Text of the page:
The smell of guavas, the lyrics and the cadence of the music of the valley – the Vallenato – and the all year-round tropical heat and humidity of Aracataca gave One Hundred Years of Solitude its texture. The style of storytelling, however, came from García Márquez’s grandmother, Doña Tranquilina Iguarán. García Márquez was two years old when his parents moved to Barranquilla, in the north of Colombia. He was left with his grandparents.
Doña Tranquilina told him tales of ghost and premonitions. García Márquez recalled in a 1981 interview with Peter H Stone in The Paris Review, that his grandmother “told things that sounded supernatural and fantastic, but she told them with complete naturalness.” Doña Tranquilina – he said – “treated the extraordinary as perfectly normal.” And in his grandfather, Colonel Nicolás Ricardo Márquez Mejía who fought in the Thousand Days War – one of Colombia’s civil conflicts – he discovered Colonel Aureliano Buendia who, like his grandfather, spent his life fighting against the government.
But it is in the history of Latin America that the novel is anchored. For Latin Americans it gave us a sense of who we are and how we ended up to the neck in contradictions, dramas and unfullfiled dreams. The region’s history is – García Márquez said – “the summation of excessive and useless efforts, with doomed dramas destined beforehand to be forgotten.” In the characters of the novel – “all Latin America saw the vicissitudes of its history incarnated in the persuasive power of their characters,” wrote Colombian journalist and author Juan Gustavo Cobo-Borda in Nexos.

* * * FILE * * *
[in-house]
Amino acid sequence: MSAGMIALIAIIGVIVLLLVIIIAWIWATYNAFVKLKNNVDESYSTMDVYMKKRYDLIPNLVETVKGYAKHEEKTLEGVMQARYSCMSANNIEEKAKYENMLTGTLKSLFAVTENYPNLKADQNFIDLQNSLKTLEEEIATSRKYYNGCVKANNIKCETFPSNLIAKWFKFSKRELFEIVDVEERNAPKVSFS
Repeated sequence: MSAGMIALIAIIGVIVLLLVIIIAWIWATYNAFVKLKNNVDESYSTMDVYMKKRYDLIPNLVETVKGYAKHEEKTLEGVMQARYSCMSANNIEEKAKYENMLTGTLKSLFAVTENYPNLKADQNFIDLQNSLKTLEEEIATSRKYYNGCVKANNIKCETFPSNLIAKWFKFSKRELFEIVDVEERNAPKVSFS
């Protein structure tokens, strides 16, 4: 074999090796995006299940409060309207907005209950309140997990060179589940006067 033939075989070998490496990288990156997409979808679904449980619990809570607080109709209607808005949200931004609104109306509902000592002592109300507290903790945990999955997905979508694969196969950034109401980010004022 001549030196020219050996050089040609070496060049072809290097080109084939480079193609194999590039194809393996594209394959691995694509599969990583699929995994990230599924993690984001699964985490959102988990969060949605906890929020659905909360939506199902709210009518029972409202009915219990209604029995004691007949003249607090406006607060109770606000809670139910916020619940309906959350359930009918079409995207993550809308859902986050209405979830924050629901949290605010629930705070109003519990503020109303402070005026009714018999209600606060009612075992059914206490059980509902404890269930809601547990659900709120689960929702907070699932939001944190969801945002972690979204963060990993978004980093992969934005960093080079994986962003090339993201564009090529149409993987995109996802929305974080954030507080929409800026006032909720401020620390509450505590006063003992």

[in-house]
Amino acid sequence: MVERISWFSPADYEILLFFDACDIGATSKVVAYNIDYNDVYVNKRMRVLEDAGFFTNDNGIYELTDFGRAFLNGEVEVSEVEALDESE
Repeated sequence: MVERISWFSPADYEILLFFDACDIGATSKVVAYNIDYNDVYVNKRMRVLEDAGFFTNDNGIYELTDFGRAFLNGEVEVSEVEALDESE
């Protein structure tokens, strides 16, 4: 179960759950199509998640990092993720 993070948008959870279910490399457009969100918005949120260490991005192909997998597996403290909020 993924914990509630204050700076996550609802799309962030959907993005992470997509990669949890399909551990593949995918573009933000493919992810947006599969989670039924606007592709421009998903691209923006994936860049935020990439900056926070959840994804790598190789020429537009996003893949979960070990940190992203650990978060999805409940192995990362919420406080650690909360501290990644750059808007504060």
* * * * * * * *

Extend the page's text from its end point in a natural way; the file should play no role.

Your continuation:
Fifty years on, One Hundred Years of Solitude is still providing profound insights into our evolving human tale where horrors co-exist with wonders, where absurdities don’t provoke a blink. The warning of the last lines of the novel has daily relevance in the twenty-first century: “...races condemned to one hundred years of solitude did not have a second opportunity on earth.”
This article first appeared on Sydney Review of Books.